One Woman’s Journey Through Life’s Little Turbulences
A Chick In the Cockpit: My Life Up In the Air, by Erika Armstrong
I found A Chick In The Cockpit on Book Club Reading List. After reading it and getting to talk with Erika, the author behind it, one thing is certain, this is the story of a strong woman!
We all have to plan that life won’t happen like we visualized it to be. Those who survive and thrive are able to accept the changes and deal with it as it comes along. Those who panic and forget the basics bend metal and/ or die. My first real lesson on variables happened when I was a very new chick in the cockpit…
A Chick In the Cockpit is an autobiography of Armstrong’s career as a pilot. It starts out just at the point in her life when she got “infected by the flying bug”, and details her journey fighting her way through the expensive, time consuming, male-dominated fields of flight school, training, and aviation. Armstrong lays out the patches of turbulence she encounters along the rise through the ranks of her career. Then, about halfway through, the book veers toward the personal. She gets married, has children, and like many women looses herself and her career in the process. Unlike many women, she looses herself and her career to a violent marriage. When Armstrong lets you into her private world, it seems the strength she showed in earlier chapters is redoubled, as you realize how much courage it must take to write this memoir and how needed it is. Both the memoir of a woman in aviation, and the memoir of a woman surviving abuse, loosing everything, then beginning to rebuild her life.
And she does begin to rebuild her life. It looks touch and go there for a while, but before the book closes you see Armstrong strengthen her resolve, reframe her thinking about her marriage, rebuild relationships with friends, and find footing in the world again. The reader is left with a clear picture of the potential positive paths Armstrong and her family could set out on having left this relationship and started anew.
There aren’t enough book’s about women in aviation. Everyone read the token biography of Amelia Earhart growing up, but that’s not the same as having a modern woman tell you her thought’s on flying. Here are a few of her thoughts, on being a pilot:
Aviation is a secret society that you ooze your way into, and it takes time to learn all the nuances of it. It has its own language, syntax, sounds, and smell. There is no quantum leap into aviation knowledge. It takes duration, but once you get it, you’re hooked.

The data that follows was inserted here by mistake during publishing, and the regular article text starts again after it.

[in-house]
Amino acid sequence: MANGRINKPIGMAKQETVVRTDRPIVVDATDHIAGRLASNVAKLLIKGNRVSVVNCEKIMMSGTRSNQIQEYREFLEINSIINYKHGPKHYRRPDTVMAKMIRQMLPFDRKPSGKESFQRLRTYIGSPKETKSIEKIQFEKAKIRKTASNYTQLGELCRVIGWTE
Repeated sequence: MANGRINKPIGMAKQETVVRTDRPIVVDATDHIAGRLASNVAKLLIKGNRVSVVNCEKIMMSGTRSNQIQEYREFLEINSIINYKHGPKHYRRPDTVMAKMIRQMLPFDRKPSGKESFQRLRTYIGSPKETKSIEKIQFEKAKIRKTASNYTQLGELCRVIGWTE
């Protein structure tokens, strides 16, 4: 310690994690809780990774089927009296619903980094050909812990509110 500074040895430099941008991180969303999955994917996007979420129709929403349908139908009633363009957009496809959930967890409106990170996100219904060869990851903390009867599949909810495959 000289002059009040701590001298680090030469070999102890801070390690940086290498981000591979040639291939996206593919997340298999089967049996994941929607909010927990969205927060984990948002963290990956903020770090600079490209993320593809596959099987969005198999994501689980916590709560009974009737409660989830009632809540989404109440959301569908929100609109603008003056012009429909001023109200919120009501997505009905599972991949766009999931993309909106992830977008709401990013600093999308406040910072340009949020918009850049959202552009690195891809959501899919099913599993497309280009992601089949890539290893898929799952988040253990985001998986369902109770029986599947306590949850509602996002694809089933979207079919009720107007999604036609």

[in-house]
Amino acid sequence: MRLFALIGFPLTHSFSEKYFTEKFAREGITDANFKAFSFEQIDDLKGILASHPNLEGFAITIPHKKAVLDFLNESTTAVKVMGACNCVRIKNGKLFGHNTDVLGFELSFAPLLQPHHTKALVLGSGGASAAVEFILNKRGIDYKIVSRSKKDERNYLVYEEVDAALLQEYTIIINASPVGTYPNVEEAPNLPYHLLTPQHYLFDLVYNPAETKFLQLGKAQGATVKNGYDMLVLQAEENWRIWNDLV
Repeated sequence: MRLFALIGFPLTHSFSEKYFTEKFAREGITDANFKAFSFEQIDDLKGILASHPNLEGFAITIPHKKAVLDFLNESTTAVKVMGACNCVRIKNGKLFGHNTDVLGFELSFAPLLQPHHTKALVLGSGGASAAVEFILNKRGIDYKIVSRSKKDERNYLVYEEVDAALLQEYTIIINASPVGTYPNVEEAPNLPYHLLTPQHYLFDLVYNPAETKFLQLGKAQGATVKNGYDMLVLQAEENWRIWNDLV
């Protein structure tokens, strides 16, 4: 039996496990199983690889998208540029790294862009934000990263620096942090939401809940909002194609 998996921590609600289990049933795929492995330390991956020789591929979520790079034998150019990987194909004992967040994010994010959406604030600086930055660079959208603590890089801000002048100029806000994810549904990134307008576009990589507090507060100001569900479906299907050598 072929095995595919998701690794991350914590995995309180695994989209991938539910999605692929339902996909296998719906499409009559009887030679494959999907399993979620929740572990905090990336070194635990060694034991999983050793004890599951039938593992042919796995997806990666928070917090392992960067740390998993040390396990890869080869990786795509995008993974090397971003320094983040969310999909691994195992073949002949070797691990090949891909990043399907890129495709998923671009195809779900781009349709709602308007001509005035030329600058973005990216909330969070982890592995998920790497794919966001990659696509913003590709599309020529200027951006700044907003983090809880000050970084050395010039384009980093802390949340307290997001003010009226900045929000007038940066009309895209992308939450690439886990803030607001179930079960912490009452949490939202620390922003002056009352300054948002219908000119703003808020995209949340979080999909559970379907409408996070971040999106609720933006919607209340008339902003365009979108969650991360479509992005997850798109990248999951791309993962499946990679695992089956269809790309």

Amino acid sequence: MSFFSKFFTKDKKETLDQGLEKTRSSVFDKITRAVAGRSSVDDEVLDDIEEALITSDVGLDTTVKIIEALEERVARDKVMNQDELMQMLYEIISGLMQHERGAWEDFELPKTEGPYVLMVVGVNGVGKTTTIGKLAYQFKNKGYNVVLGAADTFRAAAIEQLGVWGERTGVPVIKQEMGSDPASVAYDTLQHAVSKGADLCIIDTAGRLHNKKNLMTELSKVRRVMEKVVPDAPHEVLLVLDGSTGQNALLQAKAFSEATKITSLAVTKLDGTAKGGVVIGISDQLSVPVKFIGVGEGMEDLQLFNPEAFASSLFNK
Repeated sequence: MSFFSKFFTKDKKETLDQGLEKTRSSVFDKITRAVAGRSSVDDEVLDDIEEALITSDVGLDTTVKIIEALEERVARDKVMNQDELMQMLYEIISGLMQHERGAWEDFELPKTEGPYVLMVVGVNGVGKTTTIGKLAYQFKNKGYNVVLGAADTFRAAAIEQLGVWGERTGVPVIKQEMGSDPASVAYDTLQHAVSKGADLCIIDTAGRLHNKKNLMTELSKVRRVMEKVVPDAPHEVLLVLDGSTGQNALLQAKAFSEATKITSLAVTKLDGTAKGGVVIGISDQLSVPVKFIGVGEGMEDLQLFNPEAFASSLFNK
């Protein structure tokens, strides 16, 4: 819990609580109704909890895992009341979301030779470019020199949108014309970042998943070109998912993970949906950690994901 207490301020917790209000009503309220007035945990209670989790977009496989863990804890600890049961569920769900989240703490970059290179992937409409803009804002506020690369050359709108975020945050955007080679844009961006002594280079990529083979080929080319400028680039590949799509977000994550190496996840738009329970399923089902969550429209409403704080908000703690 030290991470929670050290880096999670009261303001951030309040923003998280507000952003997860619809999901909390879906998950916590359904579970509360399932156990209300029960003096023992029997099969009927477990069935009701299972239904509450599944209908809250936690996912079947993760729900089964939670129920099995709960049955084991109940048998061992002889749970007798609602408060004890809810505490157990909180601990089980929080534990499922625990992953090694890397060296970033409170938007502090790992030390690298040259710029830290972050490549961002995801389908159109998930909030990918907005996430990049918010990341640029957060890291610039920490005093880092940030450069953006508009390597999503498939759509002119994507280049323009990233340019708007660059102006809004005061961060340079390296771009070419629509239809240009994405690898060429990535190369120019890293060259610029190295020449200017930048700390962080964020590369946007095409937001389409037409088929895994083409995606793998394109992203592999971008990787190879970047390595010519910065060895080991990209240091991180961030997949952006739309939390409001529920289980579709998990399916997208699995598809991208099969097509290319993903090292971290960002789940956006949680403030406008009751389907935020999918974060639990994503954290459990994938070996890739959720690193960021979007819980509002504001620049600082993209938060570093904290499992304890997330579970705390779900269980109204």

on being a female pilot:
Most girls don’t aspire to be pilots, not because they can’t do it, but because moving a piece of machinery through the air at a high rate of speed isn’t usually high on their list of wants or desires. There aren’t a lot of women pilots because not a lot of women want to be pilots. It’s really that simple. If you’re a woman and you want to be a pilot, you can be a pilot. Thank you, Gloria Steinem. You’ll have to attain the pinpoint focus of a Buddhist monk, trade your soul for flight hours, experience a few furloughs, sacrifice everything and everyone around you for your career, but you can be a pilot, too.
The books is book moves at a good pace, it’s not a thriller, but Armstrong’s clean prose progress through the story at a nice clip. The anecdotes from her aviation career which begin each chapter are not always chronological, even though the bulk of the narrative is. This mechanic can get confusing at times, but for the most part the novel is quite grounded and the characters are very well developed.
In conclusion – I gave this book 4 stars! The voices of the characters are what makes this book shine. Whether it’s the copilots and flight crew joking around in the cockpit, or Armstrong conversing with herself, alone in her head, every character’s voice is vivid, distinct, and familiar. On the whole, I found the book very moving. I kept tearing up as I read it. (Admittedly, this might be because I hadn’t slept in about 3 days), but also because the writing feels so immediate, because the characters are real people and you’re in the room with them the whole time so you feel what’s happening to them keenly.
The only reason I’m not giving it 5 stars is that I was unprepared for the change in tone halfway through the book when Erika slips deep into an abusive marriage. No doubt she was unprepared as well when that experience hit her, but I was left feeling a bit like I was reading a different book than I’d initially bought for 100 odd pages, which was a bit disconcerting. That feeling, coupled with a few moments earlier in the novel where I lost the thread of the chronology left me feeling like maybe the pilot of this book wasn’t 100% in control.